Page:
“Grandpa Bob’s Walk for Louie” comes through Amherstburg

 

"Grandpa Bob's 4,000 km Walk for Louie" came through Amherstburg last Thursday morning. The walk is part of fundraising efforts through "Jesse's Journey" to find a cure for Duchenne muscular dystrophy. From left: Sgt. Matt Capel-Cure, Bob Facca, Chief Tim Berthiaume, Bob Pillon.

“Grandpa Bob’s 4,000 km Walk for Louie” came through Amherstburg last Thursday morning. The walk is part of fundraising efforts through “Jesse’s Journey” to find a cure for Duchenne muscular dystrophy. From left: Sgt. Matt Capel-Cure, Bob Facca, Chief Tim Berthiaume, Bob Pillon.

Bob Facca, aka “Grandpa Bob,” flashes a thumbs-up as he walks down Sandwich St. last Thursday.

Bob Facca, aka “Grandpa Bob,” flashes a thumbs-up as he walks down Sandwich St. last Thursday.

By Ron Giofu

 

Bob Facca continued his “Grandpa Bob’s 4,000km Walk for Louie” throughout southwestern Ontario last week including a walk through Amherstburg.

The walk, raising money for “Jesse’s Journey” and that organization’s efforts to find a cure for Duchenne muscular dystrophy, went along Sandwich St. and Front Road North last Thursday morning and extended into LaSalle. The walk had been in Kingsville and Leamington the day before and continued Friday in Windsor and Tecumseh. A fundraiser was scheduled for Lakeshore Cinemas Saturday.

“The response has been very good,” Facca said last Thursday morning, just prior to leaving the parking lot beside the Amherstburg police station. “We’ve had a great response from the people. They are supporting us very well.”

Since Facca and his small group left Quebec City May 12, he said his walk has raised over $550,000.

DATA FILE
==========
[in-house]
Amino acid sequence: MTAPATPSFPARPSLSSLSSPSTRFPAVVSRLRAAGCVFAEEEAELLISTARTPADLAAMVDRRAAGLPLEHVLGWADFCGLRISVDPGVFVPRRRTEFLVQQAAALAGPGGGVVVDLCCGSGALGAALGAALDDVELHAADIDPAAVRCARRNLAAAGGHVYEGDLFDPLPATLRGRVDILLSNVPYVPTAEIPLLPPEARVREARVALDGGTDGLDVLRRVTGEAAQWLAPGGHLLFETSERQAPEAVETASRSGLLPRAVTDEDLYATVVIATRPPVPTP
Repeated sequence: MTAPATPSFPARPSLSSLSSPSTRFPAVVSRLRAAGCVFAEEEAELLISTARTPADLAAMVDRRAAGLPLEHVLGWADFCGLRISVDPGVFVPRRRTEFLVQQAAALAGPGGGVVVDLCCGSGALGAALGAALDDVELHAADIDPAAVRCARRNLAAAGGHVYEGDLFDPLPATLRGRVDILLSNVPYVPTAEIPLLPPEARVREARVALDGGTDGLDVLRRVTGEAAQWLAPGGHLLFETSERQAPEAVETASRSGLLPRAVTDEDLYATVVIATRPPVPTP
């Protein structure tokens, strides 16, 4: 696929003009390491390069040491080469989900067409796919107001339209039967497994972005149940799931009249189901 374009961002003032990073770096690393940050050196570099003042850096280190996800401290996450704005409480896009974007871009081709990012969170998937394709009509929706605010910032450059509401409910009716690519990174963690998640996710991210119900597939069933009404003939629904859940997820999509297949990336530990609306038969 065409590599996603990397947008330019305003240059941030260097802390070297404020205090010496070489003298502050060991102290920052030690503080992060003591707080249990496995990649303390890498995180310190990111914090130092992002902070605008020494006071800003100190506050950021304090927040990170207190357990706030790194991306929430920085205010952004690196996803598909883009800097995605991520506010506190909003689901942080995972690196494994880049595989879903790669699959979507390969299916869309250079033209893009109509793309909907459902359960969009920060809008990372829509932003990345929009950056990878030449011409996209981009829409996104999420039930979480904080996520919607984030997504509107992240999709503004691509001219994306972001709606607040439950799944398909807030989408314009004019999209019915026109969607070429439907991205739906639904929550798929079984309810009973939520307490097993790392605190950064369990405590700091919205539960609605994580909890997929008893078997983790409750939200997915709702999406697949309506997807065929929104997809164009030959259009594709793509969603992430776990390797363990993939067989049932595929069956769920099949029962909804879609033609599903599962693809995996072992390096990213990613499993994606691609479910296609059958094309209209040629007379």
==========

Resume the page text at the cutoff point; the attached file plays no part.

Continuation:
“That money is earmarked for research,” said Facca. “The researchers need more money all the time. They are getting close (to a cure) but they are not there yet.”

Facca’s six-year-old grandson Louie was diagnosed with Duchenne muscular dystrophy over three years ago.

“As soon as he was diagnosed, we did some smaller fundraisers,” he said.

Facca, who grew up in Windsor but now is a London resident, pointed out this wasn’t his first long-distance walk. Shortly after Louie was diagnosed, he went on a walk from Owen Sound to London and raised $250,000. Once he was done that, he decided “we had to do more” so the plans for the 4,000-kilometre walk from Quebec City to Winnipeg was planned.

Children like Louie are often in wheelchairs by the time they are in their early teens, he said, and often have a life expectancy of 25 to 30 years of age.

In addition to raising money, people have been very supportive of Facca and his team in other ways. He said farmers have given them fresh milk and eggs while going through Quebec while another lady in eastern Ontario donated a container of sandwiches that lasted three days as well as a tray of Rice Krispie treats.

“People have been so generous to us,” said Facca. “You can’t say enough. It’s unbelievable what people do.”

The bus and vans that accompany Facca and his team on “Grandpa Bob’s 4,000km Walk for Louie” head back to Chatham Sunday and the walk will resume from there. It will eventually hit communities such as Wallaceburg, Sarnia, Owen Sound, Parry Sound, Sudbury, Sault Ste. Marie, and Thunder Bay before arriving in Winnipeg in early December.

“I’d like to thank the people of Quebec and Ontario for their tremendous support that they’ve given us to fight this disease,” said Facca. “It’s all about the people. I have a great crew that helps me. It’s a people’s journey.”
Anyone who wishes to donate can do so through www.jessesjourney.com or by texting “Bob” to 45678.

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